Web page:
« on: 04/04/2021 11:55:04 »
They had triplicate systems.Chernobyl off button was what killed it, the quick insertion of the control rods blew it up, because they had a moderator at the end. Steam pockets ensued and not a good outcome!Quote from:Chernobyl surely should have had an off buttonAll power reactors have an "off" button, which stops the nuclear chain reaction.
However, the residual heat continues to produce around 6-7% of the reactor's output power, even after the fuel rods are fully inserted. This drops below 1% after a day or so.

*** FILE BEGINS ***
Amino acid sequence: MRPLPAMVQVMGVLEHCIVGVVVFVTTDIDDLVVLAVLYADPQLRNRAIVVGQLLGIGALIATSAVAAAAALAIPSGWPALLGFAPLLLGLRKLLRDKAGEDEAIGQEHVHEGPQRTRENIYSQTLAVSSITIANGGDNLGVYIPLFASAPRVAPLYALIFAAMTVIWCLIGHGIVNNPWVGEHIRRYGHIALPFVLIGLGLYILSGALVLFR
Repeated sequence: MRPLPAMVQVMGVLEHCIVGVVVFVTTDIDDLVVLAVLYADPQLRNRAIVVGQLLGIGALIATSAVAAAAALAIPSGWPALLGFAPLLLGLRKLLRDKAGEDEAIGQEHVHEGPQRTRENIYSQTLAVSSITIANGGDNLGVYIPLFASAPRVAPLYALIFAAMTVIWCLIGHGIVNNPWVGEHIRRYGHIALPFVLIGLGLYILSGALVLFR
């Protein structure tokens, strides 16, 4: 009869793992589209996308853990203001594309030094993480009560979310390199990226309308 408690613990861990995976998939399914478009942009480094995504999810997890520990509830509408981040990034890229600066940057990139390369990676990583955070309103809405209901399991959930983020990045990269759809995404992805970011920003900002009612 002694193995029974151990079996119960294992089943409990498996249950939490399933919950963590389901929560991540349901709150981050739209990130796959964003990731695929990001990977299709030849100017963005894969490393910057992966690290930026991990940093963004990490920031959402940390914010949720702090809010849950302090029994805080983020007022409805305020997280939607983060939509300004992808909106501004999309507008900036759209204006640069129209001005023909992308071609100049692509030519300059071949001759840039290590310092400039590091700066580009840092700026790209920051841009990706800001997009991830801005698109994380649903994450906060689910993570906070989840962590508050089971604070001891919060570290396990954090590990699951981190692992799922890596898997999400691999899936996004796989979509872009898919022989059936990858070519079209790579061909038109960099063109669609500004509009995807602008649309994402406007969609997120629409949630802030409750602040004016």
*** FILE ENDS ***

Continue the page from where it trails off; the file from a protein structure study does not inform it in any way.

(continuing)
If I (being very careful of the language I use, nuclear reactors and explosions I'm sure flag up at gchq) rendered a reactor incapable of being controlled by consoles, could I cut a rope to drop the control rods? If one control rod jammed could I drop the rest? Would the reactor have passive cooling capability? A clever design in pipework(s) to a radiator(s) radiator on the roof(s) would be good. Nuclear reactors seem not to have the aarospace standard of duplicates and triplicate.
They failed to take account of "common mode failure".
All three cooling systems were washed out at once by a single common cause.
It would also have washed the radiators off the roof..
So a quadruplicate system may not have worked any better.
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